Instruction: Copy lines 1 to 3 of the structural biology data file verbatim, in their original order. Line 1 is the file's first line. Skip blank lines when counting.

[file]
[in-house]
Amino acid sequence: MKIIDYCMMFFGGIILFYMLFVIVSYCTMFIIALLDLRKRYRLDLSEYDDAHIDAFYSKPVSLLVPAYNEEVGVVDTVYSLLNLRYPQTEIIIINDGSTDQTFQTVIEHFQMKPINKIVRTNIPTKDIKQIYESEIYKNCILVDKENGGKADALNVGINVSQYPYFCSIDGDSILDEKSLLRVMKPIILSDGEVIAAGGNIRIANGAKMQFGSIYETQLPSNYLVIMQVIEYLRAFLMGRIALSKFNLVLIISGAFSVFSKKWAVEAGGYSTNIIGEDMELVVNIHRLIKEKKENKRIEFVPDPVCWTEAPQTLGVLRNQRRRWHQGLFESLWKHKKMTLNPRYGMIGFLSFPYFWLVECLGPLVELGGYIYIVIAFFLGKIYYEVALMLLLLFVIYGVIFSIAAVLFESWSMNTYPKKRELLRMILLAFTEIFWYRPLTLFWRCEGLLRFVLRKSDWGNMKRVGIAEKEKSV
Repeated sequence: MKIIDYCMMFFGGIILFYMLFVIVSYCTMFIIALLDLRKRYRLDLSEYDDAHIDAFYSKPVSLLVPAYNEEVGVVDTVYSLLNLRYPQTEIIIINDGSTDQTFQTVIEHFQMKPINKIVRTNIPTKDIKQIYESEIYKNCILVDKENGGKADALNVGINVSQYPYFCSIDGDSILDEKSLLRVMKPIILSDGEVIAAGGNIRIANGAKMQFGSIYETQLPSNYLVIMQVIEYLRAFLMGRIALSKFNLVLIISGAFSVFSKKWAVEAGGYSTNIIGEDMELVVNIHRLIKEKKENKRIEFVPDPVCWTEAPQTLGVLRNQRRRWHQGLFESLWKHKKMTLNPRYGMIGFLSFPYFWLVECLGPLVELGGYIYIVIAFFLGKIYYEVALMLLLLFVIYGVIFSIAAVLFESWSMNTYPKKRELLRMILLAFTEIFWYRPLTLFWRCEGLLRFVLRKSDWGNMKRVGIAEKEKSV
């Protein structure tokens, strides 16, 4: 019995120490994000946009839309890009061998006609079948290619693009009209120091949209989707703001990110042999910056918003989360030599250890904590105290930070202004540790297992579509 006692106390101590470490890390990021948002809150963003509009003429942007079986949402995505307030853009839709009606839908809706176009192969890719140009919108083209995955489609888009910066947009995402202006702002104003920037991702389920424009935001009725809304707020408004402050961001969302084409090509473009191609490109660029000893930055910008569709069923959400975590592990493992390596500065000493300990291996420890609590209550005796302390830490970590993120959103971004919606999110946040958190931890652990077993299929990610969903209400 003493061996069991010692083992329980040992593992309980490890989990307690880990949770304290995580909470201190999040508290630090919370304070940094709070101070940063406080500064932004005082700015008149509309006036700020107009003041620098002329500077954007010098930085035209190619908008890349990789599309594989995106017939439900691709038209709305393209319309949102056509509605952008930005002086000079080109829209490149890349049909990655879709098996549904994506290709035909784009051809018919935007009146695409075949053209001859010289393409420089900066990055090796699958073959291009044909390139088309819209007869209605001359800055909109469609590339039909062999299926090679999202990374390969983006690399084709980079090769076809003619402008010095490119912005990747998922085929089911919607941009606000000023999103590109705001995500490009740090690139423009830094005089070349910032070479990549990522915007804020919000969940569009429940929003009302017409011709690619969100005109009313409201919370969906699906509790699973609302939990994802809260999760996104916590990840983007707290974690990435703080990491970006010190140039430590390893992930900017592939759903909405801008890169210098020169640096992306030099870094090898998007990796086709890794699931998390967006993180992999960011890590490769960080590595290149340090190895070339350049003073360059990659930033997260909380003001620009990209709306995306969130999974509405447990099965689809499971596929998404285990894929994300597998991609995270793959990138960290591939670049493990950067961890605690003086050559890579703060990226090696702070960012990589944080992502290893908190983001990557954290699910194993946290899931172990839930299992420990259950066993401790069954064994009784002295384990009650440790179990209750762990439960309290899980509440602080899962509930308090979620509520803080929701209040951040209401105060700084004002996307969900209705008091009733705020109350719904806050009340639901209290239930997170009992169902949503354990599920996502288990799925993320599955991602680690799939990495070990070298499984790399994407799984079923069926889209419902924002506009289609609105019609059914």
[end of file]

[in-house]
Amino acid sequence: MKIIDYCMMFFGGIILFYMLFVIVSYCTMFIIALLDLRKRYRLDLSEYDDAHIDAFYSKPVSLLVPAYNEEVGVVDTVYSLLNLRYPQTEIIIINDGSTDQTFQTVIEHFQMKPINKIVRTNIPTKDIKQIYESEIYKNCILVDKENGGKADALNVGINVSQYPYFCSIDGDSILDEKSLLRVMKPIILSDGEVIAAGGNIRIANGAKMQFGSIYETQLPSNYLVIMQVIEYLRAFLMGRIALSKFNLVLIISGAFSVFSKKWAVEAGGYSTNIIGEDMELVVNIHRLIKEKKENKRIEFVPDPVCWTEAPQTLGVLRNQRRRWHQGLFESLWKHKKMTLNPRYGMIGFLSFPYFWLVECLGPLVELGGYIYIVIAFFLGKIYYEVALMLLLLFVIYGVIFSIAAVLFESWSMNTYPKKRELLRMILLAFTEIFWYRPLTLFWRCEGLLRFVLRKSDWGNMKRVGIAEKEKSV
Repeated sequence: MKIIDYCMMFFGGIILFYMLFVIVSYCTMFIIALLDLRKRYRLDLSEYDDAHIDAFYSKPVSLLVPAYNEEVGVVDTVYSLLNLRYPQTEIIIINDGSTDQTFQTVIEHFQMKPINKIVRTNIPTKDIKQIYESEIYKNCILVDKENGGKADALNVGINVSQYPYFCSIDGDSILDEKSLLRVMKPIILSDGEVIAAGGNIRIANGAKMQFGSIYETQLPSNYLVIMQVIEYLRAFLMGRIALSKFNLVLIISGAFSVFSKKWAVEAGGYSTNIIGEDMELVVNIHRLIKEKKENKRIEFVPDPVCWTEAPQTLGVLRNQRRRWHQGLFESLWKHKKMTLNPRYGMIGFLSFPYFWLVECLGPLVELGGYIYIVIAFFLGKIYYEVALMLLLLFVIYGVIFSIAAVLFESWSMNTYPKKRELLRMILLAFTEIFWYRPLTLFWRCEGLLRFVLRKSDWGNMKRVGIAEKEKSV